[The cup is empty] [ blank ] [The cup is full]
The task for the students is to explain how the change in state occurred, which requires a material clause, such as, She is pouring the tea. This also gets students noticing that there is no ONE right answer but may be construed in many different ways: She is filling the cup, The cup is being filled, The tea is being poured, etc. Some other relational clauses I’ve used are: The water is cold/ The water is hot; He is in the hall/ He is in the living room; I have the pen/ She has the pen; The door is closed/ The door is open; She is on the platform/ She is on the train, etc.
For more advanced students, the activity may also be expanded to include choices involving transitive (She is filling the bottle) or intransitive (The bottle is filling up) clauses. The sequence may also be linked into one sentence with conjunction:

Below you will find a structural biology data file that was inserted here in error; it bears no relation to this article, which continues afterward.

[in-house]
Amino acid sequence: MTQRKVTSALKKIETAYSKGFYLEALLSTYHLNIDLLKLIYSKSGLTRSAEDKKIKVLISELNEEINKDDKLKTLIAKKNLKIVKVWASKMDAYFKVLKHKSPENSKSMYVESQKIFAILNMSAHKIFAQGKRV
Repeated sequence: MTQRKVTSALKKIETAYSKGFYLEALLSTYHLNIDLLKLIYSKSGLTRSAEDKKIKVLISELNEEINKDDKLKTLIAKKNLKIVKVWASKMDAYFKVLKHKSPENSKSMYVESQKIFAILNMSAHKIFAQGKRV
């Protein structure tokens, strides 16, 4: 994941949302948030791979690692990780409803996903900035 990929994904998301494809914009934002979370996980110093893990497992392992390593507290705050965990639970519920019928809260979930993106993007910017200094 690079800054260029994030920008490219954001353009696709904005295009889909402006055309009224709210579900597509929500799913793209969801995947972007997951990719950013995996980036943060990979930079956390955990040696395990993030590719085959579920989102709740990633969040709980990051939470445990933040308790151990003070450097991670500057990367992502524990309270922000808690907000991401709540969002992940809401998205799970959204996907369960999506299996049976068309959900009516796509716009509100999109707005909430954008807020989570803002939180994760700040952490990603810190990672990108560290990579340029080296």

The cup was empty and then she filled it until it was full;
A typical EFL first lesson often includes self-introductions of the kind like:
My name is Taro. I am 12 years old.
These clauses use relational Processes, which “serve to characterize and to identify” (H & M, p.210). These two categories may also be termed attributive, such as Taro characterized as a member of that class of beings called ’12 years olds’, and identifying, such as the identity of the person named ‘Taro’. Note the important difference between the two is that identifying relational clauses may be reversed (My name is Taro/ Taro is my name) whereas attributive clauses may not (I am 12/ *12 am I).